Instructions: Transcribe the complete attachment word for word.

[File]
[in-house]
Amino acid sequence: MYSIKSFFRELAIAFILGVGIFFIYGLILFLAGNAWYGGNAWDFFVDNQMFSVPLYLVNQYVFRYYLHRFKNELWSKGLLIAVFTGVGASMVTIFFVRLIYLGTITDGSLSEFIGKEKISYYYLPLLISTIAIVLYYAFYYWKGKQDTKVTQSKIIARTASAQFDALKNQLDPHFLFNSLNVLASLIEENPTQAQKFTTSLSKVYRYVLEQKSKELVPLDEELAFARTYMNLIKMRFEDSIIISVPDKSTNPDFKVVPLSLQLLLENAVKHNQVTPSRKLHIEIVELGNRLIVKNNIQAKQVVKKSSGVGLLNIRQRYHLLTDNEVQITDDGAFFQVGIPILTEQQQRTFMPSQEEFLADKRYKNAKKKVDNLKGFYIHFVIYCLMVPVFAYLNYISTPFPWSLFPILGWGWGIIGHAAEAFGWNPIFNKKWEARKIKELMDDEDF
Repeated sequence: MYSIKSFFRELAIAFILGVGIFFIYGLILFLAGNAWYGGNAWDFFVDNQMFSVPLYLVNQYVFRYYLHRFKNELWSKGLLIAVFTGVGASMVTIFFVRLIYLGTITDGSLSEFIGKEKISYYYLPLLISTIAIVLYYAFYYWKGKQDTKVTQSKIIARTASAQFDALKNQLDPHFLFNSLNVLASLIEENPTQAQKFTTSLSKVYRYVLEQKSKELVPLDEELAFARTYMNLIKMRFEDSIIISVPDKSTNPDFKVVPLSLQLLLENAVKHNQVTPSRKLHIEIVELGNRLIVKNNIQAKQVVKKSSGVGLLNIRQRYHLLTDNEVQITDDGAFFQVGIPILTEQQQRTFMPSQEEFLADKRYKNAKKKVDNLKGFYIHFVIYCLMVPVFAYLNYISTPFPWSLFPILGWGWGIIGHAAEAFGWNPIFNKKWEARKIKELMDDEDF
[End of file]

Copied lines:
[in-house]
Amino acid sequence: MYSIKSFFRELAIAFILGVGIFFIYGLILFLAGNAWYGGNAWDFFVDNQMFSVPLYLVNQYVFRYYLHRFKNELWSKGLLIAVFTGVGASMVTIFFVRLIYLGTITDGSLSEFIGKEKISYYYLPLLISTIAIVLYYAFYYWKGKQDTKVTQSKIIARTASAQFDALKNQLDPHFLFNSLNVLASLIEENPTQAQKFTTSLSKVYRYVLEQKSKELVPLDEELAFARTYMNLIKMRFEDSIIISVPDKSTNPDFKVVPLSLQLLLENAVKHNQVTPSRKLHIEIVELGNRLIVKNNIQAKQVVKKSSGVGLLNIRQRYHLLTDNEVQITDDGAFFQVGIPILTEQQQRTFMPSQEEFLADKRYKNAKKKVDNLKGFYIHFVIYCLMVPVFAYLNYISTPFPWSLFPILGWGWGIIGHAAEAFGWNPIFNKKWEARKIKELMDDEDF
Repeated sequence: MYSIKSFFRELAIAFILGVGIFFIYGLILFLAGNAWYGGNAWDFFVDNQMFSVPLYLVNQYVFRYYLHRFKNELWSKGLLIAVFTGVGASMVTIFFVRLIYLGTITDGSLSEFIGKEKISYYYLPLLISTIAIVLYYAFYYWKGKQDTKVTQSKIIARTASAQFDALKNQLDPHFLFNSLNVLASLIEENPTQAQKFTTSLSKVYRYVLEQKSKELVPLDEELAFARTYMNLIKMRFEDSIIISVPDKSTNPDFKVVPLSLQLLLENAVKHNQVTPSRKLHIEIVELGNRLIVKNNIQAKQVVKKSSGVGLLNIRQRYHLLTDNEVQITDDGAFFQVGIPILTEQQQRTFMPSQEEFLADKRYKNAKKKVDNLKGFYIHFVIYCLMVPVFAYLNYISTPFPWSLFPILGWGWGIIGHAAEAFGWNPIFNKKWEARKIKELMDDEDF